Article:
We fly into Heathrow. Although the London Olympics are in full swing, the line moves quickly and we are processed efficiently by polite, cheerful professionals in a sleek, modern setting – the opposite of the typical American airport experience. S. takes off for Germany, and P. and L. and I get on a tour bus, a nice one with leather upholstery and an affable British driver. Did I win the lottery?, I think. I’m on tour and I don’t even have to work!
I tell my friends that I’m going to be spending a few days in Northern Ireland, living on a bus with some other dudes, no hotel rooms, and the reaction is either of polar opposites. People who are in bands/ crew/ staff, who enjoy touring, curse me for my charmed life. On the other hand, to those who don’t like touring or traveling ( which, by the way, are two different things : I’ve been to Australia, yes, but I wasn’t hiking in kangaroo country or, you know, enjoying myself, I was backstage, worrying about weird-sounding rented speaker cabinets and my chops ), this plan sounds, at the very least, distasteful.
We drive through the night and onto a ferry at dawn, and soon we’re parked in downtown Belfast, which is kind of similar to cities I’ve been to in northern England and Scotland. It’s grey and drizzly and we lock the bus and hit the street.
P: ” So, what do you guys want to d- ”
Me: ” Guinness. ”
P: ” But should we maybe eat someth- – ”
Me: ” GUINNESS. ”
L. agrees. Guinness.
If you’re into beer or have ever talked to somebody from Ireland about this particular subject, you’ll know that Guinness Stout does not travel well, and that, additionally, the stuff we get in the U.S. is pasteurized. That’s right, they BOIL it – and there’s a protocol to properly pulling a pint which must be followed to the letter, often not done so in America, absolutely done so here, under threat of, probably, lynching. I hoisted a few in Dublin when WZ played there in the 90s ( a gig apparently attended by just about everyone I’m meeting in Belfast, and one which I am roundly congratulated on — I do remember the show being totally out of control, in a good way ), and I’m excited to have another opportunity. I vow to drink as much Guinness as I can.
P. takes us to Kelly’s Cellars ( imagine an ancient Irish pub, and you’re probably pretty close to what this place actually looks like), and explains the situation. This tavern, he says, has been strongly linked to the Catholic, anti-British movement for over 200 years, and was a meeting place for the IRA in the 1970s. There are a couple of older hard men ( the current men’s hairstyle in Northern Ireland is none, as in, nearly every guy I see has a shaved head, which gives me the constant, subtle feeling that thuggery is imminent, and I guess that’s the idea ) at the bar who look like they could eat skinheads for lunch, but everybody’s ( we aren’t the only ones drinking in the morning ) friendly and in a good mood.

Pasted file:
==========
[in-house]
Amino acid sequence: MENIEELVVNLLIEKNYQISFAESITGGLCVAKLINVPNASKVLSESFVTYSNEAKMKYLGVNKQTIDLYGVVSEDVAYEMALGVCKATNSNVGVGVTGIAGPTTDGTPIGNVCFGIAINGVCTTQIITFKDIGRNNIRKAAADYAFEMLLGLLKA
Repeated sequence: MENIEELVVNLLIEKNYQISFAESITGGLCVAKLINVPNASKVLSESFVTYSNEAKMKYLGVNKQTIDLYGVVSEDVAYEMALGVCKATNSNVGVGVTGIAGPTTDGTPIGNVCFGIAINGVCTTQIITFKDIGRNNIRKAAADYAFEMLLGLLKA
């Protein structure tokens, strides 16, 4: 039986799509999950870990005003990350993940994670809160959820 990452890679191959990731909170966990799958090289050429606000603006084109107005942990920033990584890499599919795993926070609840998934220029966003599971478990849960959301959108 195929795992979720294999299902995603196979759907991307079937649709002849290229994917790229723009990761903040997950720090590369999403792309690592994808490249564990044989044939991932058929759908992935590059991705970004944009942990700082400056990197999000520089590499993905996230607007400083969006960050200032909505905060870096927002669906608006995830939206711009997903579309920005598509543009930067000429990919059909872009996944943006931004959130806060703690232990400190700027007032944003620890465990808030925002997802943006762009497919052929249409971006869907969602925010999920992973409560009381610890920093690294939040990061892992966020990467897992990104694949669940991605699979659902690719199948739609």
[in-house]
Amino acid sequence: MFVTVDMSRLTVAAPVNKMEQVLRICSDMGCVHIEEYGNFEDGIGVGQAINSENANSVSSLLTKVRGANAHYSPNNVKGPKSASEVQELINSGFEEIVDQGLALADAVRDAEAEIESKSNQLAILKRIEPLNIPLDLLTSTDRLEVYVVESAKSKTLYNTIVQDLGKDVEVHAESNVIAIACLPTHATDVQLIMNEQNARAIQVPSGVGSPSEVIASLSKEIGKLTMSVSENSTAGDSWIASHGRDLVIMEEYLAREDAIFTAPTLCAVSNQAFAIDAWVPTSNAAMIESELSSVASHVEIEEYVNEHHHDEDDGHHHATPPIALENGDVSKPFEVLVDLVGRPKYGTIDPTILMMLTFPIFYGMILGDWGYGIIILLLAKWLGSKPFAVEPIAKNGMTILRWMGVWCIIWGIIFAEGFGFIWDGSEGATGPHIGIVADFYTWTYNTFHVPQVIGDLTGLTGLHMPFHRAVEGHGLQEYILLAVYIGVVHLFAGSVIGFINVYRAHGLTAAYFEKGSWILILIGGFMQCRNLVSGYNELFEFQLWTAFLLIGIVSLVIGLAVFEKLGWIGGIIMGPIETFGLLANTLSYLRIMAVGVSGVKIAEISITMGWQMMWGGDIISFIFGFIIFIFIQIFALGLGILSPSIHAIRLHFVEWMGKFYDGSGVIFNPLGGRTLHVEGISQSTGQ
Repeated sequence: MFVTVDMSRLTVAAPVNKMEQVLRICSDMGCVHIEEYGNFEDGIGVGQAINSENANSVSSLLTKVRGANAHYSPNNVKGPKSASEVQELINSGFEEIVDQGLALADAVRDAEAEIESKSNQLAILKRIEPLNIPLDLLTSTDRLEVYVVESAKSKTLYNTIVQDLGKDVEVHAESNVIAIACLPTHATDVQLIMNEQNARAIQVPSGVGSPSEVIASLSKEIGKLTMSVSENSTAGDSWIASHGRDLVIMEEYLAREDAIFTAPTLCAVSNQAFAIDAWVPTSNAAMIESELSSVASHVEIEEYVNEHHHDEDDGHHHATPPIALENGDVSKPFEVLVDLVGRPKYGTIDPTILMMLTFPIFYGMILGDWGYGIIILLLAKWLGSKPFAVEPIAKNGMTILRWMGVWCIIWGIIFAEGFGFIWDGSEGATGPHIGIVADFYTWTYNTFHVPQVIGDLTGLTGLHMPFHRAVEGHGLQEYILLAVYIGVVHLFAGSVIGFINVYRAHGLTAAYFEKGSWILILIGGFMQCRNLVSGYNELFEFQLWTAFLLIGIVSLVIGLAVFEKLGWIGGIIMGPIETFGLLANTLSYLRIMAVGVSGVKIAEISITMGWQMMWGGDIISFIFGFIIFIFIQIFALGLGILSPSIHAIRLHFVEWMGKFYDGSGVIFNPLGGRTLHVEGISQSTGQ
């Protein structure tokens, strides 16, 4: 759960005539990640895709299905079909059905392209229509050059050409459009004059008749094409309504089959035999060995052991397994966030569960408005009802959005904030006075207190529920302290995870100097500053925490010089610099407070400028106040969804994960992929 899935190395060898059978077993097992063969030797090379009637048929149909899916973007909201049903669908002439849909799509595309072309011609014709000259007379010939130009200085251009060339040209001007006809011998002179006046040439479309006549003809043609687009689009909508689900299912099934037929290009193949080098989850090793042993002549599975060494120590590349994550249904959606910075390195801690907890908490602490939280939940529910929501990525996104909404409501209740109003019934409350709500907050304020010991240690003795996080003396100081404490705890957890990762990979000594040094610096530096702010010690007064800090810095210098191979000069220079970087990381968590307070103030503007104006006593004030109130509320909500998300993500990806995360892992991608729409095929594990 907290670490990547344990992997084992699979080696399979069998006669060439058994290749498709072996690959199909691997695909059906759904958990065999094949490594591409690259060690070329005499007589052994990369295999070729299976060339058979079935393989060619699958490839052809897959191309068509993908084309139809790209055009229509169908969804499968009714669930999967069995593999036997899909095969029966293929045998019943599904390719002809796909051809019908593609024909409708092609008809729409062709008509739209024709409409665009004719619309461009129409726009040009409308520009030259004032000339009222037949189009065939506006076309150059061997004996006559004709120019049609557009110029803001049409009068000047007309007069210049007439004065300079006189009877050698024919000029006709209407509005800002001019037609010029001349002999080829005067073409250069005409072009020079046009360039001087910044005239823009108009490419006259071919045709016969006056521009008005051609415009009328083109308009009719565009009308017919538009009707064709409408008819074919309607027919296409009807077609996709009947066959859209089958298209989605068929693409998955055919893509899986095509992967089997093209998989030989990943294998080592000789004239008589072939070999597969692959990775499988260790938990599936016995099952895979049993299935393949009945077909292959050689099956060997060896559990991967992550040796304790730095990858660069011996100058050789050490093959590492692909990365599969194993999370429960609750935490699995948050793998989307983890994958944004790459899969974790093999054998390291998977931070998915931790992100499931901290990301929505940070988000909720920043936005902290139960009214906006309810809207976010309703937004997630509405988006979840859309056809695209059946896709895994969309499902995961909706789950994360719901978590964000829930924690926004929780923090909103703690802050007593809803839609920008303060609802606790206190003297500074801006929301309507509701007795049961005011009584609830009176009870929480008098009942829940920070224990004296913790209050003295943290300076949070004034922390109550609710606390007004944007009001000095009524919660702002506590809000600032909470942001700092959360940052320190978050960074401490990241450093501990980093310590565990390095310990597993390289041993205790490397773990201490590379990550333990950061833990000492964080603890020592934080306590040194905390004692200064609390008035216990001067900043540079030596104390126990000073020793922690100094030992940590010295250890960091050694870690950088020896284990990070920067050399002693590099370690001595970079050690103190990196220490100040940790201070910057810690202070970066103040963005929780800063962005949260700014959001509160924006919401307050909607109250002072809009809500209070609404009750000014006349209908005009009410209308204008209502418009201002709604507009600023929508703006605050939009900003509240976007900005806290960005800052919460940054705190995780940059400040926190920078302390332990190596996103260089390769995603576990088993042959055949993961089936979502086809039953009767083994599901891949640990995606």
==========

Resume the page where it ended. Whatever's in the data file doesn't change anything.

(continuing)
” Guys, hey, could you order? I don’t want anyone to hear me talk. ” whispers P. Why’s that?, we want to know, and he explains that although he’s from a Catholic ( Nationalist, assumedly ) family, the town he grew up in, about 20 minutes away, is a Protestant ( Unionist ) one, and if the people in here hear his accent, they will assume he’s Protestant and we’ll be lucky to get away with a mere beating. We wait patiently for, and finally receive, pints, and I’m drinking a Guinness in Ireland, and it tastes like, I don’t know – angels? Clouds? It is very, very good. I reflect on P.’s childhood, going to school with Protestant kids. Things must have been deeply shitty for him, although he is a jolly, wise-cracking guy and gives no indication of it. This place was a warzone not very long ago, but you’d never know it from talking to these friendly, frequently hilarious people.
( later ) We go to where P. is from, and if you have a picture in your head of what farmland in Ireland looks like ( bright green fields, moss-covered stone walls, ancient houses ), well, that’s exactly what’s going on here. It is so pretty that it doesn’t look real to me as much as it seems like something a movie director ordered up ( “ gimme an Irish countryside, and make sure it’s extra-charming “ ). The town, on the other hand, seems vaguely malevolent. Everybody I meet on this trip is Catholic, and I start thinking of Irish Catholics as ‘our team’ ( it’s stupid, but such is the fucked-up power of the political situation here that I can’t help it ), and there are British flags hanging from every window, and Loyalist murals ( we note one of Iron Maiden’s Eddie as The Trooper ), and, on our way to the chip shop ( P.’s been dreaming about this moment for months ), we pass an honest-to-god Loyalist drum-and-fife parade. It shouldn’t be anything more than a curiosity to me, but it’s kind of unsettling.
( still later ) Towards the end of the day, I’m still grappling with a nasty hangover, and P. has the bright idea of getting a local – I mean, he’s from this neighborhood, and he stops and chats with almost everyone who passes by – taxi driver to take us on a tour, which turns out to be one of the best ( definitely not ‘fun’, but definitely best ) things about this trip. Here’s the housing project with the bunker on the roof where British soldiers got choppered in, there are the big gates used to lock down the neighborhoods at night. Here’s the Peace Wall, which separates the Protestant and Catholic neighborhoods ( things are quiet now, but the houses that back up on it still have chicken wire screens to prevent people on the other side from throwing burning stuff over ), there’s a fence covered with the names and photographs of people killed during The Troubles. There are a lot of names, and we take a good, long look.
Manila, Philippines. You might think, if you’ve taken a taxi in New York City, that you’ve experienced a crazy hell-ride, but you don’t know what that really means unless you’ve been in a cab in one of the anarchic mega-cities of the future, like Manila.